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Saving Face : New Products Promise Men Ways to Whisk Away the Signs of Aging

June 12, 1988|PADDY CALISTRO

'AT AGE 50 every man has the face he deserves," George Orwell once observed. But even the author of "1984" didn't anticipate that by 1988 cosmetics manufacturers would be promising men youth in a bottle.

Even though the wave of so-called anti-aging treatments for women is still building, grooming companies have already begun to offer men gels and lotions to plump wrinkles as well as newfangled foams and liquids to cover gray hair.

Nance Mitchell, a Beverly Hills skin-care specialist whose clients include Tom Selleck, Joe Piscopo and Michael J. Pollard, says that about 70% of her customers are men. "It's not just the actors," Mitchell says. "Doctors, lawyers and corporation heads come in to ask how to keep their skin looking young." Mitchell also lectures on skin care in high schools. "Seventeen-year-old boys want to know how to prevent wrinkles," she says.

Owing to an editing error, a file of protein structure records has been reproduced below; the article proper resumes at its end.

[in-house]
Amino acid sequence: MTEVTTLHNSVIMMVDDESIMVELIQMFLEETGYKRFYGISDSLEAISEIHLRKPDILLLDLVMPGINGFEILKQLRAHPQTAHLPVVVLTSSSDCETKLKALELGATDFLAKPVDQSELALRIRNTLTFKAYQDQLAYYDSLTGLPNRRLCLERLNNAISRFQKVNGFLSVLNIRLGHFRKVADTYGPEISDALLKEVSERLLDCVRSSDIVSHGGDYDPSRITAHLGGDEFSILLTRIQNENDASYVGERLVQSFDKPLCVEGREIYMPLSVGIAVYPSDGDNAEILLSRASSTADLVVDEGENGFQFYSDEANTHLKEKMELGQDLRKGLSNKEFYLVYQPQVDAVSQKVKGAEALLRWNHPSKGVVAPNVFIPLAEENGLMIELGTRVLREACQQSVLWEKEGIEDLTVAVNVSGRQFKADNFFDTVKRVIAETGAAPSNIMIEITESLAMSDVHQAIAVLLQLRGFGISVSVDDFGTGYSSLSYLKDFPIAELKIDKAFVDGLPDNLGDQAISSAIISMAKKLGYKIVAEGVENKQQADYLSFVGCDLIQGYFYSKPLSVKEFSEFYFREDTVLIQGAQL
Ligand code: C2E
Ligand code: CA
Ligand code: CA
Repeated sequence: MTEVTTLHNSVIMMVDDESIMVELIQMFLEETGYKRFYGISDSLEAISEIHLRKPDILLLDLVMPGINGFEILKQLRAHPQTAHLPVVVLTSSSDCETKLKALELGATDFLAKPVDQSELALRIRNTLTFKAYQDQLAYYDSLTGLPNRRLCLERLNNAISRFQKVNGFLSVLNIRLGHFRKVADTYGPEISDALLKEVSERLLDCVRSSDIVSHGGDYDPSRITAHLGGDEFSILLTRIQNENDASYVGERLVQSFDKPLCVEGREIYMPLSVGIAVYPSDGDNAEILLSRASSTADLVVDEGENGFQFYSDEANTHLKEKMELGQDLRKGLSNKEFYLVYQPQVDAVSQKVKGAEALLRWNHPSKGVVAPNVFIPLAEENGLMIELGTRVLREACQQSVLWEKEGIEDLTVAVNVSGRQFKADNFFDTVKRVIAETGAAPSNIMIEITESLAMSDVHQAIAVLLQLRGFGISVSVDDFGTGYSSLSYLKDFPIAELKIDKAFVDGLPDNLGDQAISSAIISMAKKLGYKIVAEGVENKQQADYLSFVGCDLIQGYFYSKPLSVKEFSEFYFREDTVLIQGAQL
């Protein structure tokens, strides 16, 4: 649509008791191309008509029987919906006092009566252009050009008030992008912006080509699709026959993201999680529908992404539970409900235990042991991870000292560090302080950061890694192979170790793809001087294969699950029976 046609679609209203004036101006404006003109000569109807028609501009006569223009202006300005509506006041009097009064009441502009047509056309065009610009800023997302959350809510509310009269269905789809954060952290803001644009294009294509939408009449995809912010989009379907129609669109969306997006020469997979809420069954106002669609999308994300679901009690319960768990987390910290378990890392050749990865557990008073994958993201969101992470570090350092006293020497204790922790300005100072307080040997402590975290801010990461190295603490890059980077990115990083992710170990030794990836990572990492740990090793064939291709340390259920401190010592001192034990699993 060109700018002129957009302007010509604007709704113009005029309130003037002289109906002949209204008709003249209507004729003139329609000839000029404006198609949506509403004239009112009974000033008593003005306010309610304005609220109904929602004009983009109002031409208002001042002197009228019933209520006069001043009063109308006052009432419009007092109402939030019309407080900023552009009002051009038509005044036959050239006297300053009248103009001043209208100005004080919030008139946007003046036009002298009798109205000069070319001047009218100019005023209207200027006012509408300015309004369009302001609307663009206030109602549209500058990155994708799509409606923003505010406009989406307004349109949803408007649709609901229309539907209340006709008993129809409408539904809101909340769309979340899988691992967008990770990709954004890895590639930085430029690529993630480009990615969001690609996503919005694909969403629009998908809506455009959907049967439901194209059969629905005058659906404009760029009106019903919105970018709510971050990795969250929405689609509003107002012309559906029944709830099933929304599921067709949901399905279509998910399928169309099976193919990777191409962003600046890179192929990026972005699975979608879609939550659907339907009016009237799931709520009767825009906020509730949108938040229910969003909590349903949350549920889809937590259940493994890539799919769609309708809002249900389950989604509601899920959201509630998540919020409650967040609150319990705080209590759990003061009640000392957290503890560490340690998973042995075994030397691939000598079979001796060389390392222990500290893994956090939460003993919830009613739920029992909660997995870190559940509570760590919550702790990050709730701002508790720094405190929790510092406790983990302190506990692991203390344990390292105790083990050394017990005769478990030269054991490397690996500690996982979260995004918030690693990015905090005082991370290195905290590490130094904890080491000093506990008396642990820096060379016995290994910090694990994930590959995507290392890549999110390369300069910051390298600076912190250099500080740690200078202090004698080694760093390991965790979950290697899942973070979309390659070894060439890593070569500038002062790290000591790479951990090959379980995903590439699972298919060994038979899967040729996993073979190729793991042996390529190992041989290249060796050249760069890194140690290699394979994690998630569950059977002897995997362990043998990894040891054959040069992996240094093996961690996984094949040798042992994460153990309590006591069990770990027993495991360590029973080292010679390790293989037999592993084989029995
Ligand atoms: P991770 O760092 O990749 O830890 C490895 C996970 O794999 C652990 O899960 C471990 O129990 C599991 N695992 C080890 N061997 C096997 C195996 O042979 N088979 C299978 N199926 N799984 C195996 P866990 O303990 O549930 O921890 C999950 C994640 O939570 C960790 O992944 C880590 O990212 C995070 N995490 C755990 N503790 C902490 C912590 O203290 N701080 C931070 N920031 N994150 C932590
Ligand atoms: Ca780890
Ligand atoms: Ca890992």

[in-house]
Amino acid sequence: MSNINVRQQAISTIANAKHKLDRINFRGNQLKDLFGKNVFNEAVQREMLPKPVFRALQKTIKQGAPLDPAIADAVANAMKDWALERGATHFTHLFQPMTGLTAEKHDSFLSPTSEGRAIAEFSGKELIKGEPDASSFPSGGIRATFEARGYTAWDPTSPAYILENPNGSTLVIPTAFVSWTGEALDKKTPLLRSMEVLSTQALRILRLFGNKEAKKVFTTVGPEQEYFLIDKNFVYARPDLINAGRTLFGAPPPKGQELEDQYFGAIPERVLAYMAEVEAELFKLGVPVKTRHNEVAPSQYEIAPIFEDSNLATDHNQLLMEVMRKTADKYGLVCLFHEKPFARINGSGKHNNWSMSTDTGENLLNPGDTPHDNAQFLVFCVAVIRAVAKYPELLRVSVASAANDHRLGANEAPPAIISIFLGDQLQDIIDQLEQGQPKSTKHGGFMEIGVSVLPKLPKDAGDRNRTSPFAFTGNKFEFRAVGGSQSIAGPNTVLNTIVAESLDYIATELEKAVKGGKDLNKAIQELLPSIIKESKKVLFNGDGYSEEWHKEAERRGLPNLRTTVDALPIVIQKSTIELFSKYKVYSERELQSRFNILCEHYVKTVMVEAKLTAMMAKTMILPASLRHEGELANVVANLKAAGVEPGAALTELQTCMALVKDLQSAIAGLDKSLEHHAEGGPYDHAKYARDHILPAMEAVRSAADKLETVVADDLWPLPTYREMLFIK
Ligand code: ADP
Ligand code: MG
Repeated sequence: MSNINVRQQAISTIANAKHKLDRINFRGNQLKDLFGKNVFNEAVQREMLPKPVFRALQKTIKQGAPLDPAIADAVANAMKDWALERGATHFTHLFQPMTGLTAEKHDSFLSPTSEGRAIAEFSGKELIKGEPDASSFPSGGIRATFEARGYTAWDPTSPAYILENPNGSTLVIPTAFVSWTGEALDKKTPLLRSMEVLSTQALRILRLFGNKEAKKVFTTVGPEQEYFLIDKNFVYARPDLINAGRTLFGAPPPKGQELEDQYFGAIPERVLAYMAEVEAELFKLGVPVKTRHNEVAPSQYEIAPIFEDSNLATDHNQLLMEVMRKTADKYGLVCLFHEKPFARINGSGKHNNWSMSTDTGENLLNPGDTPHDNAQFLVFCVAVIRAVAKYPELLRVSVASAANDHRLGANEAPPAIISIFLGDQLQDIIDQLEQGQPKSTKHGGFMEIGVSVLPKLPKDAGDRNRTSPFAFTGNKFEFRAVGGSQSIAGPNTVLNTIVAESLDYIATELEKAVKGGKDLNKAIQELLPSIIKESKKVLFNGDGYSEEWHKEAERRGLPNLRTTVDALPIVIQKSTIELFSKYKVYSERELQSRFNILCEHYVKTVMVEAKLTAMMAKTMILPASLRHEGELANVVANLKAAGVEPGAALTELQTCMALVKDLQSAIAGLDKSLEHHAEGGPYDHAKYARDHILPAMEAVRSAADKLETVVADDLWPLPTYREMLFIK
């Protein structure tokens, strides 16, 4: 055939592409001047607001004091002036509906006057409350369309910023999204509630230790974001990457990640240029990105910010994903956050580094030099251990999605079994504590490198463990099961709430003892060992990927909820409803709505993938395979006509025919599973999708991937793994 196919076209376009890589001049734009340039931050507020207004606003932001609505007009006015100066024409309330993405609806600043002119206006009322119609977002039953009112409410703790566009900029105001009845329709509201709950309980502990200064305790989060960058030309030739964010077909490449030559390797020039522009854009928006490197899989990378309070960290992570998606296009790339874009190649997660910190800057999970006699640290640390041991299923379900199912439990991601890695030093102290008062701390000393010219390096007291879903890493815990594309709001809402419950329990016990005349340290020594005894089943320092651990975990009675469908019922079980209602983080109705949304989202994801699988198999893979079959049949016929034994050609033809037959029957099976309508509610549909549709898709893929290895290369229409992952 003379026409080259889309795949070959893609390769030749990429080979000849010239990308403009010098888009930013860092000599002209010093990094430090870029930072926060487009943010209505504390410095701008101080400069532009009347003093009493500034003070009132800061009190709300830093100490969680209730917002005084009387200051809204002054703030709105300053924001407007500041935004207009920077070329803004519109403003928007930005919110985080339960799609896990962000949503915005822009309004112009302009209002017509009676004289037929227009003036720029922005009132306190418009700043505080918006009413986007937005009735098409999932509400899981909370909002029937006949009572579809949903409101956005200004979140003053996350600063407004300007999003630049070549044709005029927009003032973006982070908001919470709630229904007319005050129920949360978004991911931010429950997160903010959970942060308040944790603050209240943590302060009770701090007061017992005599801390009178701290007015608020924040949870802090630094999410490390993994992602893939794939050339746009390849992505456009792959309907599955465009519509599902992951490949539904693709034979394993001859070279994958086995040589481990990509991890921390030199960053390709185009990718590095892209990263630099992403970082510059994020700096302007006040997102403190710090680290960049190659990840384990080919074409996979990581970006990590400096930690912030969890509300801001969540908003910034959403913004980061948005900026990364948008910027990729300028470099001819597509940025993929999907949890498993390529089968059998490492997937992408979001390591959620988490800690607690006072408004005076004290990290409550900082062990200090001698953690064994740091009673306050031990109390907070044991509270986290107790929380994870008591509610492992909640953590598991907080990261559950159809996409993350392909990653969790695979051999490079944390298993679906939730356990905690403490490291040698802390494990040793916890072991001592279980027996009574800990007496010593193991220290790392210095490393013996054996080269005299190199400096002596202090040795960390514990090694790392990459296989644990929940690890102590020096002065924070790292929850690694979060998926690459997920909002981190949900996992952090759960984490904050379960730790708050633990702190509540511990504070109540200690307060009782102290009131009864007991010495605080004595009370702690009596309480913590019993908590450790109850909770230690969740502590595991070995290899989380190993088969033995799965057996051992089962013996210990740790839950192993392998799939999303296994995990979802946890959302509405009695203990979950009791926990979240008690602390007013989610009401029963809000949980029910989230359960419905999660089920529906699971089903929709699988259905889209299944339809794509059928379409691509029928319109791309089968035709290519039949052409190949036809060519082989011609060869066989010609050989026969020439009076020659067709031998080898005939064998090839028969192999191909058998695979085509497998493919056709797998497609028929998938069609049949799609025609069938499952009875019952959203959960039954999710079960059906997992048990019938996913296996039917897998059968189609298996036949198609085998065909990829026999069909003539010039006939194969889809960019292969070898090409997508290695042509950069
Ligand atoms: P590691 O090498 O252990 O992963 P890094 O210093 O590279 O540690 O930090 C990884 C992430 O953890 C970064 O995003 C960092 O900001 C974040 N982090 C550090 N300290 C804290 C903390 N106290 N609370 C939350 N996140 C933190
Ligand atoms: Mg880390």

Cosmetics firms such as Lancome, Lauder for Men and Aramis, convinced that men will try to save their faces with the same gusto that they've exercised to maintain their bodies, have introduced a number of skin-smoothing products.

The products aren't identical to those offered to women, though they promise similar results. A man's skin is different from a woman's, explains Daniel Maes, director of biological research for Aramis: "A man's skin is thicker, usually oilier, has more collagen and elastin, and has bigger pore openings, which dirt and oil can clog." In addition, says Walter P. Smith, vice president of research and development for Estee Lauder Inc., by the time a man is in his 30s, "the ravages of shaving--not usually apparent in teen years or the 20s--take their toll."

Another aspect of the 30s is graying hair. Bill Susetka, group director of new products at Clairol Inc., says that 7% to 8% of American men color their hair, "and that represents a $50-million market." In the past, most of those men have used women's hair-color products or comb-in, lead acetate preparations such as Grecian Formula, which promises to gradually darken gray hair. But now the list of hair dyes specifically designed for men is expanding with products such as Just for Men from Combe Inc. and Option by Clairol.

Forty used to be middle-aged," Susetka says, "but not anymore. Today we are looking at 60-year-old men who look and feel young."

Photographed by Davis Factor III; grooming: Brad Bowman/Cloutier; stylist: Kelly Conway

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